What will the impact be on Yorkshire’s restaurant industry in the event of a ‘no deal’ Brexit? Hospitality lecturer Norman Dinsdale explores the possibilities.
Back in June 2016, the majority of the British population developed an appetite to leave the European Union. Quite how much thought was given to the future of their food supplies is debatable.
If they even gave second thoughts to where their favourite restaurants would get their food supplies is truly doubtful and if they gave more than a moment’s consideration to the cost of restaurant meals in the future, scores low on the scale of probabilities.
What then for the United Kingdom’s restaurant industry? Is the UK niche, independent, restaurant industry resilient enough, smart enough and capable enough to withstand any potential food shortage post-Brexit?
The first indications, through informal chats with colleagues in the industry, are an emphatic yes, though with qualification. Without a doubt there will be disruption of some sort but most seem to regard any potential food shortage as being little more than a short-term blip and the product of scaremongering by politicians and fervent Remainers, though there are serious concerns regarding the potential food cost rises.
There is understandable anger from some independent restauranteurs and chef patrons, the backbone of the independent restaurant sector.
For many years the UK’s agricultural community did very well in providing provisions for the food service industry, long before joining the Common Market and, ultimately, the EU. Back then restaurateurs and chefs had to juggle their menus according to the seasons. The supply of what were considered exotic foods was, at best, haphazard, at worst, none existent. Nowadays, as a nation we have come to expect all varieties of foodstuffs to be available at the drop of a hat.
Just take a stroll down any supermarket aisle to see the abundant variety, unheard of even 10 years ago, let alone 15, 20, 25 or even 40, around the time the UK joined the Common Market.
What then can chefs and restaurateurs do to get through the first few months of uncertainty, if indeed there will be shortages? First, I believe it is important to understand where our food in the UK comes from. These facts are readily available if you know where to look, or indeed have the time.
As a chef and academic I am fortunate in knowing where to look and having a reasonable amount of time to do the searching.
Data sets from the Department for Environment, Food and Rural Affairs on the nation’s food chain show quite clearly, for 2017, that we still produce at least half of the food which we consume compared to just 30 per cent of food stuffs imported from the EU. A further 11 per cent is imported from other areas of the world.
Compare that to the numbers from nearly 30 years ago and there has been a steady but significant decline in home-produced foods from 66 per cent in 1988 whilst our foods imported from the EU, or what was still the European Community (EC), were nearly half what they are today at just 18 per cent.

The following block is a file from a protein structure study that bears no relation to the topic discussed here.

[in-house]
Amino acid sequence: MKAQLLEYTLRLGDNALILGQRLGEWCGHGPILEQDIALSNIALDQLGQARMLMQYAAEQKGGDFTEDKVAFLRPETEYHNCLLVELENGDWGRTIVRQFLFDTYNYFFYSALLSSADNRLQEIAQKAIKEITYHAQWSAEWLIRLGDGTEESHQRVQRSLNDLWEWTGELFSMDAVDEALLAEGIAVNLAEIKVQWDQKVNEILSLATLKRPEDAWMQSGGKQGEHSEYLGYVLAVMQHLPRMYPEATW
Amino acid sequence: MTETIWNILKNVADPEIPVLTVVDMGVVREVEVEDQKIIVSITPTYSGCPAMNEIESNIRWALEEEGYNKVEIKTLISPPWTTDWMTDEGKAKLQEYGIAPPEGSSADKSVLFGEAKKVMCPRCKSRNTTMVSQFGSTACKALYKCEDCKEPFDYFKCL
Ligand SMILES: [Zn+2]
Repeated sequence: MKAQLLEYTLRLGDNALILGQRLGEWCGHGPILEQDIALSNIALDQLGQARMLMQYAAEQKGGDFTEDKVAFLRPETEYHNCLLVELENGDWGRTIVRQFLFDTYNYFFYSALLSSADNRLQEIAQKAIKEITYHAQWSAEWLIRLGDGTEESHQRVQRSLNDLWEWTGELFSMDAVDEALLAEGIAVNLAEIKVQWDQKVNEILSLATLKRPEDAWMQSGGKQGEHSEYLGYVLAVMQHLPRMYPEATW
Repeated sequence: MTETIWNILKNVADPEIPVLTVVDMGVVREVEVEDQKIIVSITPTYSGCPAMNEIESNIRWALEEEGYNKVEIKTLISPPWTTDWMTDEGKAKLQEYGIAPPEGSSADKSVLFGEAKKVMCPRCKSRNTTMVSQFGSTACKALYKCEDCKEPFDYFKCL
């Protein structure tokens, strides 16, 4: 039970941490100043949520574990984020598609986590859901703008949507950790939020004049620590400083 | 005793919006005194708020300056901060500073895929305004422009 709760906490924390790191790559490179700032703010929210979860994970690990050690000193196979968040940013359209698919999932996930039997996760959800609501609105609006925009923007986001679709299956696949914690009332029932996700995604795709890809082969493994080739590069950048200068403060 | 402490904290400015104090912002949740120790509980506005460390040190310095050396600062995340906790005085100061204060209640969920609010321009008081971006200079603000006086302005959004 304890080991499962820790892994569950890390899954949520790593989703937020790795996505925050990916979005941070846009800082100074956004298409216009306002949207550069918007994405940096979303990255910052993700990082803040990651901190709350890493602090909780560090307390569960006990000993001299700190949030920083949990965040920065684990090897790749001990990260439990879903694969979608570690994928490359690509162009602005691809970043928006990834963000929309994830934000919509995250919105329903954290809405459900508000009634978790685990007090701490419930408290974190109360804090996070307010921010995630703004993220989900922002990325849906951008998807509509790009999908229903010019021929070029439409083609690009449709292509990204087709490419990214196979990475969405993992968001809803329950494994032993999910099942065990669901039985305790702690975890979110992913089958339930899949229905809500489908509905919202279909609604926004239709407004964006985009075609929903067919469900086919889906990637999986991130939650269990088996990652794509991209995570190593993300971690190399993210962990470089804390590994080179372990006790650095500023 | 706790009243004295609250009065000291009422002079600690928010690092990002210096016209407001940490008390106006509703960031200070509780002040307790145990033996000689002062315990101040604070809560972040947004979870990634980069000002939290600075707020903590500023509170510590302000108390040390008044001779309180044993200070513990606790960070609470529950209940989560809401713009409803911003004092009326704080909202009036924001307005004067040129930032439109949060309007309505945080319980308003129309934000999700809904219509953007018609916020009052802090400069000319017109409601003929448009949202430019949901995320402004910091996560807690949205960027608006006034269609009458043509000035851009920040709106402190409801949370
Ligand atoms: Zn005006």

Food imported from the USA has remained stable at four per cent of imports whilst we are importing less from the Australasian countries of Australia and New Zealand. Our imports from Africa have reduced, those from Asian countries have remained relatively stable, whilst those from South American countries show a significant increase over the years, mostly due to banana and other exotic fruit imports.
Although these statistics do not give an indication of the type of foods imported we should recognise that if we do crash out of the EU there will be other markets available, willing to supply our needs. As a simple example, several years ago we used to import most of our apples from South Africa. That was only overtaken by imports from France in recent years and apple production in France suffered a four per cent lower yield in 2017 with an associated cost increase of six per cent on the previous year.
We could comfortably go back to South Africa or even strike a deal with Turkey, whose apple production is increasing year on year.
The decline in imports from Australia was mostly due to EU rules and quotas and a ban on beef products from that continent, supposedly due to the perceived poor quality, welfare and environmental standards. There is a good chance that trade between the UK and Australia will increase post Brexit, bringing benefits to food service operators and the general public. Ministers from both countries have already met to discuss any future trading relationship.
I’m not suggesting that we return to the dreary potato, cabbage and turnip diet of the post war years and early 1960s but we should, as a nation, be prepared and able to produce a lot more of our own food, paying our farmers a decent return for their produce and sourcing those foods we currently import from the EU from other markets, ready and willing to supply us.
Norman Dinsdale is a senior lecturer at Sheffield Business School, Sheffield Hallam University, having spent over 40 years in the international hospitality industry.